For anyone following along, you’ll notice tech companies are having a wild ride working out what the future of their work policy looks like.
Some are moving towards bringing people back to the office, some are moving to fully remote and binning the expensive costs of the office, and others are committing to hybrid and shoring up their processes and tool to facilitate effective teamwork whilst allowing appreciated flexibility to their employees.
But most seem to be in a state of “Accidental Hybrid” where they fell into a process of Hybrid working during the pandemic, and now things aren’t quite working out, and they don’t understand why.
Many companies went through the same journey.
Step 1: The company was forced to go fully remote during the pandemic, and a few things happened:
- Quite a lot of people realised they quite liked having some kind of flexibility about where they work.
- Hiring managers started to realise the benefits of throwing open their hiring pool to much wider geo-locations.
- Nothing exploded (completely), and companies continued to function fine. Humanities core skill of ‘finding a way’ got us through the situation.
Step 2: We, mostly, realised that 100% working from home doesn’t quite ‘feel’ right. There was something about it that wasn’t quite working for most people. This was driven by a couple of factors:
- Most people quite like other people, and are genetically programmed to want to spend at least some time in their presence, and some of those people we like are our colleagues and teammates.
- The people who paid the rent and mortgages on the company office space started to feel uncomfortable about spending money on things that we no longer fully understand the benefit of.
- As the excuses of the pandemic melt away and the financial outlook of most companies starts to look less favourable the “graph people” start to wonder if people are as productive as they were when they could be visually monitored in the office.
Step 3: On an all-hands call, the CEO tells a story about the “vibey” experience they’ve had coming back to the office and asks you all politely to come back in a few days to experience it for yourself. (Disclaimer: If you’re a CEO reading this and you think I’m talking about you, I’m not. I’ve seen, or heard of, at least 4 situations like this… OK, I might be talking about you… but not singling you out 😃!)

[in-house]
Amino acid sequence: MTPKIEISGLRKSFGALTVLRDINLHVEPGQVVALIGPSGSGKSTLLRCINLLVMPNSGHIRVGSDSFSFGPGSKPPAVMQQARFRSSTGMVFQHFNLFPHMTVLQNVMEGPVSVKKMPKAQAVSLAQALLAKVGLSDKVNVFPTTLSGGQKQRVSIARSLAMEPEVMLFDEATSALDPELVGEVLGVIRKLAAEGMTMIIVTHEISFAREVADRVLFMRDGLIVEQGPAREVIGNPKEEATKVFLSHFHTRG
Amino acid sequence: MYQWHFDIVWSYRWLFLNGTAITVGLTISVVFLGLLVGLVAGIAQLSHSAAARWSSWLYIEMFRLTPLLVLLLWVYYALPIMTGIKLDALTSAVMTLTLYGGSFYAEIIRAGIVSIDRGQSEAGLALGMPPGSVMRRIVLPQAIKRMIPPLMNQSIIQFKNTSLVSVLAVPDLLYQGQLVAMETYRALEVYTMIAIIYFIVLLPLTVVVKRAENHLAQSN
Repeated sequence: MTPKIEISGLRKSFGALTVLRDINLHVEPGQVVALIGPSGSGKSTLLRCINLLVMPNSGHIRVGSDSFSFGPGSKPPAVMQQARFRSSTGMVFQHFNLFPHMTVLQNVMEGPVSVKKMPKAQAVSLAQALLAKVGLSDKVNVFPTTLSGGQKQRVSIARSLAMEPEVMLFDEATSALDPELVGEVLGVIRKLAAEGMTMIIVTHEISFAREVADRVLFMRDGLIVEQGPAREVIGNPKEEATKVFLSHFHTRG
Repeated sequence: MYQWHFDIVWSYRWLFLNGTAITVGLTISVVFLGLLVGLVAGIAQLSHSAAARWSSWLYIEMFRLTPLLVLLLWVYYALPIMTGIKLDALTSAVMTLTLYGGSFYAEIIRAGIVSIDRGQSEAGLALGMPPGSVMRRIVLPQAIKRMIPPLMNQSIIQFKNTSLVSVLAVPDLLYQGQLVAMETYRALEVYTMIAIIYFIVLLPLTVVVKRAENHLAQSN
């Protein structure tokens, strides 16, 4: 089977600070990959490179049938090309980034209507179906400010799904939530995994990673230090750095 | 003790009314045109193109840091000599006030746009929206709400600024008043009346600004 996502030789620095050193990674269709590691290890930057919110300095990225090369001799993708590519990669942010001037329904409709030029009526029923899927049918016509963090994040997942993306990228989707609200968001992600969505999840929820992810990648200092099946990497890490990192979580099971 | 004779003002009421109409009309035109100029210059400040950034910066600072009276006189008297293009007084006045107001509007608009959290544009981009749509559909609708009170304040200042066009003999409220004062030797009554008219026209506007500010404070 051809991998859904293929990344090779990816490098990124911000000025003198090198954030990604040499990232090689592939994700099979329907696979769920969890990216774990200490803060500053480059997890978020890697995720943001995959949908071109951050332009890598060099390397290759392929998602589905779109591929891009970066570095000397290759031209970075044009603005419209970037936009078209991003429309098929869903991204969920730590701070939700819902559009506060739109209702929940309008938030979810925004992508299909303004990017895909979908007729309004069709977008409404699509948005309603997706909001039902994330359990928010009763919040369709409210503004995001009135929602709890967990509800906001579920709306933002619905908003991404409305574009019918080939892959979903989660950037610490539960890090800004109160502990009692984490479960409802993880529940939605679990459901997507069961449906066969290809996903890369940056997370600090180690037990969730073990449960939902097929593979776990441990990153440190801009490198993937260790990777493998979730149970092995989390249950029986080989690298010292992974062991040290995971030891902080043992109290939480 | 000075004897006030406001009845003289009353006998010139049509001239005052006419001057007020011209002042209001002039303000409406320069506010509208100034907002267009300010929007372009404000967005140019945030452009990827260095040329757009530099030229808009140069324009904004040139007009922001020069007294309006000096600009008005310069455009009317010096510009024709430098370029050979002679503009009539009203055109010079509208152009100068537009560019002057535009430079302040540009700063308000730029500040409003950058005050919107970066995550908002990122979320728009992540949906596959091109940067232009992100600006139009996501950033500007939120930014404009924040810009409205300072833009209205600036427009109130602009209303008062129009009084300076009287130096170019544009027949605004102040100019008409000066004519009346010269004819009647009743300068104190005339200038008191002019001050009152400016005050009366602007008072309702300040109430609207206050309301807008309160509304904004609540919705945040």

Step 4: Nothing changes.
Step 5: Leadership get annoyed and employs some kind of enforcement of office days/back to the office drive, employee satisfaction plummets, and productivity drops further.
Step 6: GOTO Step 2
What is missing from the above loops is the process of applying the same business practices to your working policy as you do to your day-to-day business. People desire hybrid working primarily due to a basic human need for human connection. This leads to people making judgments on “heart” and “gut feelings”. The problem with this is you’re dealing with the human needs of a bunch of squishy, unpredictable, meat-based people who aren’t feeling or thinking in the same way as you.
We can solve this by being “Intentionally Hybrid” and applying the same processes as we would a product, or business, decision.
Step 1: Get Clarity. Decide your hypothesis, strategy, or vision for your workplace policy. Is it really about collaborating, productivity, or creating a place for real human connections for your employees? There seem to be three main topics emerging.
- Productivity: As budgets tighten due to economic pressures, “getting shit done” becomes more critical. Measuring productivity has always been a difficult topic, especially in knowledge work. Being intentional about why people work where might help.
- Collaboration: Over a few hundred years of “modern work”, humans have built skills around collective problem solving, and they built them whilst being in close proximity, not on a video call. Maybe having people do that kind of work in the office might help.
- Social Connection: If humans are excluded from a social group, their brains react in the same way as they do when they feel physical pain. We need social-human connection. Maybe using the workplace to facilitate that might help? (Full disclaimer: this is my personal hypothesis currently)
Pick one of the above or something else, but pick something.
Step 2: Get proof. Get some kind of empirical evidence that you currently have a problem with in problems space. Ask your people, and check your data.
Step 3: Get aligned. Now that you have evidence that you have a problem ensure that you have alignment across the organisation that this problem is a shared truth. You don’t need everyone on board, but you need enough momentum to ensure that future change will succeed.
Step 4: Get Goals. Like every other initiative or business decision you make, treat this one the same. Based on your hypothesis, define the measurement and goals that will define success for any hybrid policy.
Step 5: Get a Plan. Based on your main objective and goals, think about what your people need to be successful in a hybrid environment. Your tools, process, business practices and core business values must change.
A change to work policy is a significant risk. Maybe you want to A/B test this or do some isolated trial.
Step 6: Go!
Step 7: Measure and review. Check your numbers, get feedback, review and iterate. You won’t have got it right the first time, so you’ll need to tweak and course correct.
It ain’t Rocket Science!
The above might seem obvious to some, it’s a standard approach to improving many areas of business, but for some reason, I’ve seen so many examples where people seem to be blinkered in their approach to changing working practices.
If you’re struggling to make Hybrid work, consider if you are “Accidentally Hybrid” or “Intentionally Hybrid”.
I will speak at LOGIN.LT in a couple of weeks about measuring the inner strength of teams. If you’re in the area, come watch and say “Hi”